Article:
Many hundreds of Western Australians with disabilities are using art to highlight their talents and abilities.
About 160 works of art, entered in the 1992 Ansett Golden Wings art awards for people with disabilities, have been displayed for the past week at the Perth Domestic Airport.
Disability Services Minister Eric Ripper said today the artworks represented the triumph of talent over disability and demonstrated a wide diversity of excellence in artistic expression.
"This display shows the wealth of talent and skill in the disability community, which needs to be encouraged and developed to the benefit of the whole of society," Mr Ripper said.
"The considerable ability of people in the disabilities field is not confined to artistic endeavour, and is a resource which the general community cannot afford to ignore."
The Minister commended Ansett and the disability organisation ACROD for their support of the awards, which have been an annual event since 1982.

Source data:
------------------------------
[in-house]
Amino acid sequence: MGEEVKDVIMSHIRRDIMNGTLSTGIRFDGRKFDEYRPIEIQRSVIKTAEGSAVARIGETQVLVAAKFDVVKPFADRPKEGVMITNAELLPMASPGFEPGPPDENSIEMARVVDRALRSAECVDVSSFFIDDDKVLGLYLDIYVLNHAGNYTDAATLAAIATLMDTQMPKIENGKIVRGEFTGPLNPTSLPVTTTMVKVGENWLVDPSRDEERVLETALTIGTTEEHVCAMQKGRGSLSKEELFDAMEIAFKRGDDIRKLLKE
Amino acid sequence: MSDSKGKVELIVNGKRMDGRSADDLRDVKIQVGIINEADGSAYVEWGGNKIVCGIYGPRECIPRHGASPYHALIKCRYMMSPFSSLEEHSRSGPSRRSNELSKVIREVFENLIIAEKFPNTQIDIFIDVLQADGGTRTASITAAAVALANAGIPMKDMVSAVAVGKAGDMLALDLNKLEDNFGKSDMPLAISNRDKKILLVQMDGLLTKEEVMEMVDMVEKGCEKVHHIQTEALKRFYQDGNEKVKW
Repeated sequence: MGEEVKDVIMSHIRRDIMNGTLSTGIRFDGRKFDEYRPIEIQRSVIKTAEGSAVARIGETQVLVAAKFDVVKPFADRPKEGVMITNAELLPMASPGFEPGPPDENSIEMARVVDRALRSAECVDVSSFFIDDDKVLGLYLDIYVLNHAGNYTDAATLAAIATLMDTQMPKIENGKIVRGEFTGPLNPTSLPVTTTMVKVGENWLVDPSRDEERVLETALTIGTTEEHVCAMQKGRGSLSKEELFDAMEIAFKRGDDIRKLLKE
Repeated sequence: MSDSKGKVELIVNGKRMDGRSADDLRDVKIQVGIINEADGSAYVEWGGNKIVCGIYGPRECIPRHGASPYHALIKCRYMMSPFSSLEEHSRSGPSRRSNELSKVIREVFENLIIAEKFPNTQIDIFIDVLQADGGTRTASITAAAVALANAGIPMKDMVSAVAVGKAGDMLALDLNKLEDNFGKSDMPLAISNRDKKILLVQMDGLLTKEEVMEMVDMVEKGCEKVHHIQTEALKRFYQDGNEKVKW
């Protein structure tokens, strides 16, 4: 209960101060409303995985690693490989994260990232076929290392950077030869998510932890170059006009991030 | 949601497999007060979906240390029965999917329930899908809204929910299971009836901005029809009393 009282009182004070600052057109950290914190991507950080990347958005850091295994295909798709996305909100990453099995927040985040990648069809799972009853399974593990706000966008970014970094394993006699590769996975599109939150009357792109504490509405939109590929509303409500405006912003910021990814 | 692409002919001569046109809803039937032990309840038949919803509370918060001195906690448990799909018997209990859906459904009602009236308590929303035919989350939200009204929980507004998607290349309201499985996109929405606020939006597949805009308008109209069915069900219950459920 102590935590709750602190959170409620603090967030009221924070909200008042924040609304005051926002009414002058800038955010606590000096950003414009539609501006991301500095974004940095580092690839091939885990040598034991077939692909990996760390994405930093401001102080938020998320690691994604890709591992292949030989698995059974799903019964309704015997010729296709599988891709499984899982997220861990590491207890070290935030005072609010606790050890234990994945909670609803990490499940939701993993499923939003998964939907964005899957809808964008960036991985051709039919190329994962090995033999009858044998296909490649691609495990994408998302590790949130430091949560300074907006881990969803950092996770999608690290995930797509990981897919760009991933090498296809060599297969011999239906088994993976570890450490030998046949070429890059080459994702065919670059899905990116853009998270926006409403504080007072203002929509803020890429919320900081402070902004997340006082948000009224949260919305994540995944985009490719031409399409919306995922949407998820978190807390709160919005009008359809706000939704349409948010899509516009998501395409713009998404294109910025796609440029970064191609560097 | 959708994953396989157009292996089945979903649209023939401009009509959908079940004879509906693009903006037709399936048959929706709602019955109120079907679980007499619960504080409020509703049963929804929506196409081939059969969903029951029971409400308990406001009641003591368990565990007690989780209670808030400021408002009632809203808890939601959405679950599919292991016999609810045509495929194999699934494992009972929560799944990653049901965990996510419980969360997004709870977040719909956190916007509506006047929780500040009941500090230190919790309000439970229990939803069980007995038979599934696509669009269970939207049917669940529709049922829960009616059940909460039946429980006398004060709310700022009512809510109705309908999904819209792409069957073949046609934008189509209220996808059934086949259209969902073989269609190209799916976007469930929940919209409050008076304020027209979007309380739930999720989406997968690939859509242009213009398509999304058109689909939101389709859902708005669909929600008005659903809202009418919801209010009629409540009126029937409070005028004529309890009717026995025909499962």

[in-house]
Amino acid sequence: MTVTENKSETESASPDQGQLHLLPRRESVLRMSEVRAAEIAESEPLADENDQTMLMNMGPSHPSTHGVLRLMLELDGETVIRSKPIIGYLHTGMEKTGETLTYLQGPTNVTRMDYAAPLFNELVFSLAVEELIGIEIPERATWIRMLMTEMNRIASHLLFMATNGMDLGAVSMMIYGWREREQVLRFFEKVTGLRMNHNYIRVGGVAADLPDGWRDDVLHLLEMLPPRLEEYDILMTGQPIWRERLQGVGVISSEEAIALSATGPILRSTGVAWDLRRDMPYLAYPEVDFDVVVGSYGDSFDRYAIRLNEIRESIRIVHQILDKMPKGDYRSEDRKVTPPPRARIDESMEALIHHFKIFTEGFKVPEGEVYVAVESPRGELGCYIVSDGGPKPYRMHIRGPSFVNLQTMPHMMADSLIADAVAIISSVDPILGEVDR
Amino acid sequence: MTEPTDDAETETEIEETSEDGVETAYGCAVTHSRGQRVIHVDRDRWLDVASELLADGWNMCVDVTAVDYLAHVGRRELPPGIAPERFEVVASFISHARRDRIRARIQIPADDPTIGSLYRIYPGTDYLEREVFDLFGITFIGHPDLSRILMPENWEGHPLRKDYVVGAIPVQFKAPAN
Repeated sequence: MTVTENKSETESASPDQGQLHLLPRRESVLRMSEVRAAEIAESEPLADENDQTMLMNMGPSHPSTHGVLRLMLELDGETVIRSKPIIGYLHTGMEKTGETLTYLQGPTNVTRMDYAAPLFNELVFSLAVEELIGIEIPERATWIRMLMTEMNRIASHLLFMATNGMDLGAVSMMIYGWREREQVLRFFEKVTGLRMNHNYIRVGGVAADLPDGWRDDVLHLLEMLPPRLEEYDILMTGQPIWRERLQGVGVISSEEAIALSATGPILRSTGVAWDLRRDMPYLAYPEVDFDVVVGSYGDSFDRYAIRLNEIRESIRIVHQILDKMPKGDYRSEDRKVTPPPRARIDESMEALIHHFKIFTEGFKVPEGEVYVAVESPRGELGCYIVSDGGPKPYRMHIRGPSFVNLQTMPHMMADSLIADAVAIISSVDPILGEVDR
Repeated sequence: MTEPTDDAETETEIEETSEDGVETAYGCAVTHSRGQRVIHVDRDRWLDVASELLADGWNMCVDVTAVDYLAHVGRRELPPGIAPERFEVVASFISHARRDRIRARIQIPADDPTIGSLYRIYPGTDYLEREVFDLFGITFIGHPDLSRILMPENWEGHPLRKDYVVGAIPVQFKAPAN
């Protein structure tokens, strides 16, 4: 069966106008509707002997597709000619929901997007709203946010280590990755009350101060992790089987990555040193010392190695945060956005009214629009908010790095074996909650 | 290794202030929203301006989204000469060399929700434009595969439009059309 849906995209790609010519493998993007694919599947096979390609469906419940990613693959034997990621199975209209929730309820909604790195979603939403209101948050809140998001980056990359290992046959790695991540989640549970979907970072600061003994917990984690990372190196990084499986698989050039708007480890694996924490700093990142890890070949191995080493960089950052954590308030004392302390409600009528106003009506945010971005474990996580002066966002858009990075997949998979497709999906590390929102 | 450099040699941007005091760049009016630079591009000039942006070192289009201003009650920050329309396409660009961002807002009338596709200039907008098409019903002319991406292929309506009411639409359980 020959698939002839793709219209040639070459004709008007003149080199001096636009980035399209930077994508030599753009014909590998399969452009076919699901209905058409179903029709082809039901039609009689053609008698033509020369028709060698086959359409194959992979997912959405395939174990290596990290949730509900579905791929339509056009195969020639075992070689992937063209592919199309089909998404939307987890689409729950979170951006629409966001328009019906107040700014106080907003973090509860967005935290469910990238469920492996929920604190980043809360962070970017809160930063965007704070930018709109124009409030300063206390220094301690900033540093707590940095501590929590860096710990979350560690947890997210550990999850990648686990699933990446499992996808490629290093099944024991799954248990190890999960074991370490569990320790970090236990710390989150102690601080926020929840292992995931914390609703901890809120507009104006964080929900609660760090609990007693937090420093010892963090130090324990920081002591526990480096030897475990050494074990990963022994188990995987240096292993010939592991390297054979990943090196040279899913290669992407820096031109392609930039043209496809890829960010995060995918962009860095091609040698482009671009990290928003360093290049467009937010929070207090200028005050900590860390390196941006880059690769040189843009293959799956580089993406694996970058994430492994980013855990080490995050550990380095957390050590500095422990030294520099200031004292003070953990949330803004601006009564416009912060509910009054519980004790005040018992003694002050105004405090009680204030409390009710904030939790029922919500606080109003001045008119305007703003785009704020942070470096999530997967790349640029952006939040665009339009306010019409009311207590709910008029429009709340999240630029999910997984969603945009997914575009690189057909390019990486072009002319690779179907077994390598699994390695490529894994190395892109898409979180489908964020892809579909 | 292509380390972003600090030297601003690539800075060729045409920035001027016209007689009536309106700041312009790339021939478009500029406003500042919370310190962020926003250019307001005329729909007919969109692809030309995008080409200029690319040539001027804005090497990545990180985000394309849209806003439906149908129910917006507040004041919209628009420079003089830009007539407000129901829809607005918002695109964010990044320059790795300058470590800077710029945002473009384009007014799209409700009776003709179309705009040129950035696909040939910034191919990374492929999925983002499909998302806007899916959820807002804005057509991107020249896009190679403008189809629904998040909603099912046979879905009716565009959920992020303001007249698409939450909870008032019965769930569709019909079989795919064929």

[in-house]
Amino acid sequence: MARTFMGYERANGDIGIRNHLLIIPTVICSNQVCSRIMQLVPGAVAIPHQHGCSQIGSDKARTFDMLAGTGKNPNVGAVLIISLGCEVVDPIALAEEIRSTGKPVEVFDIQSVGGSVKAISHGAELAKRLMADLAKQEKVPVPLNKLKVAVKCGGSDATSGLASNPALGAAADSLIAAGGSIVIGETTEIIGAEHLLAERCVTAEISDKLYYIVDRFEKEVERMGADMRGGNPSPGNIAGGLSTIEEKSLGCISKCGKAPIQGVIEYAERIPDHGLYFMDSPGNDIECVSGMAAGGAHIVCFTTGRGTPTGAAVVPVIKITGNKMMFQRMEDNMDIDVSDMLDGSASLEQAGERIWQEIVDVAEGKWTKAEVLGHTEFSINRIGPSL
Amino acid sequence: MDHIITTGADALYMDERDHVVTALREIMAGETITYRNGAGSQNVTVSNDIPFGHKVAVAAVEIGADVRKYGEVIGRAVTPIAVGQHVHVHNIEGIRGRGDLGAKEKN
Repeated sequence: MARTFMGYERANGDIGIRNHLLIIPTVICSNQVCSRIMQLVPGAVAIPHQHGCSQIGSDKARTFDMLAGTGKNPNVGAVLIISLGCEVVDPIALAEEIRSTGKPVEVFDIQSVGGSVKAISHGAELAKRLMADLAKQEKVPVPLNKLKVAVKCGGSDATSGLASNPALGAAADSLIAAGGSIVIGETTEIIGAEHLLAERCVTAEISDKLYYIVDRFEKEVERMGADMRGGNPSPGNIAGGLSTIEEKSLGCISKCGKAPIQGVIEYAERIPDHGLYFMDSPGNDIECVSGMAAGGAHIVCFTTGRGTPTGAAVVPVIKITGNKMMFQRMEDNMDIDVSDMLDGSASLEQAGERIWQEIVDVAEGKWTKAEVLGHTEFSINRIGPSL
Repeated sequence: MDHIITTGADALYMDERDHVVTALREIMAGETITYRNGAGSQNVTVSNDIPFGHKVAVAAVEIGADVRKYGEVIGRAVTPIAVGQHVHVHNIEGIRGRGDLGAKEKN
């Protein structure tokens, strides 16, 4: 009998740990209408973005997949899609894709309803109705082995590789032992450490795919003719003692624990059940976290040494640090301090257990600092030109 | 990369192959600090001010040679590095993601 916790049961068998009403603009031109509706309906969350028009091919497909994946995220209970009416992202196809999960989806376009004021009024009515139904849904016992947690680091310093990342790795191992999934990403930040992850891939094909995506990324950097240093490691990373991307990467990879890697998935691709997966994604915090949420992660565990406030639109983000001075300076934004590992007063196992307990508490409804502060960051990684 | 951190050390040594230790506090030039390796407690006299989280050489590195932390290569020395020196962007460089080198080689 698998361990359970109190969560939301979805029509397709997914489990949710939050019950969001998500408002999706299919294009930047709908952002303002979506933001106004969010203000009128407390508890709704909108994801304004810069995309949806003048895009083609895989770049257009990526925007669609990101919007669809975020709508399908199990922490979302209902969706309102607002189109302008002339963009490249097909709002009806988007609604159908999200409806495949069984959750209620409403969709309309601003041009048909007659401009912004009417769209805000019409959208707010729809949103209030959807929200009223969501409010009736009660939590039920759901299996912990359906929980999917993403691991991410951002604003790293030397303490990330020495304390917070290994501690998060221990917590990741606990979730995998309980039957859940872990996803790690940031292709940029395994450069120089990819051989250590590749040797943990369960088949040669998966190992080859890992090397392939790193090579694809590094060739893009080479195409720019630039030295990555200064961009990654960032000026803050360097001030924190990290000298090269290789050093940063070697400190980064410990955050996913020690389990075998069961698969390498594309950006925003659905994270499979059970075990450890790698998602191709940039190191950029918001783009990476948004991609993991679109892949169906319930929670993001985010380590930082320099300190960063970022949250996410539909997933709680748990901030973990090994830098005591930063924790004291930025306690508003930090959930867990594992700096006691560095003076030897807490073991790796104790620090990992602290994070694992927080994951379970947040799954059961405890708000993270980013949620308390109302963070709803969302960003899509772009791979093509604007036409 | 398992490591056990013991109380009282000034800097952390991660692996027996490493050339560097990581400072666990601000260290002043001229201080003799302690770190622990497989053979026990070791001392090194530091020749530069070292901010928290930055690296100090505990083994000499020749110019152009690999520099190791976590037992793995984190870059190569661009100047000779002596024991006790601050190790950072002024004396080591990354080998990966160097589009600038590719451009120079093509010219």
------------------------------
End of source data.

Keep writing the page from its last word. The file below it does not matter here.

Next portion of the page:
Many hundreds of Western Australians with disabilities have entered the awards since their inception, presenting for public view their artistic achievements in the areas of mixed media, oil and acrylic, water colour, drawing, sculpture, ceramics, printmaking, jewellery and weaving.
"Creating works of art unlocks another dimension in the lives of people with disabilities and this has led to many positive developments in the lives of entrants," Mr Ripper said.
"Art is an important way for people to communicate with the general community, to show their talent and to encourage an understanding that they are people first, who should not be labelled by their disability."
The Minister said the Golden Wing awards were increasing in status, and were in line with the Government's determination that people with disabilities be given a fair go in Western Australia.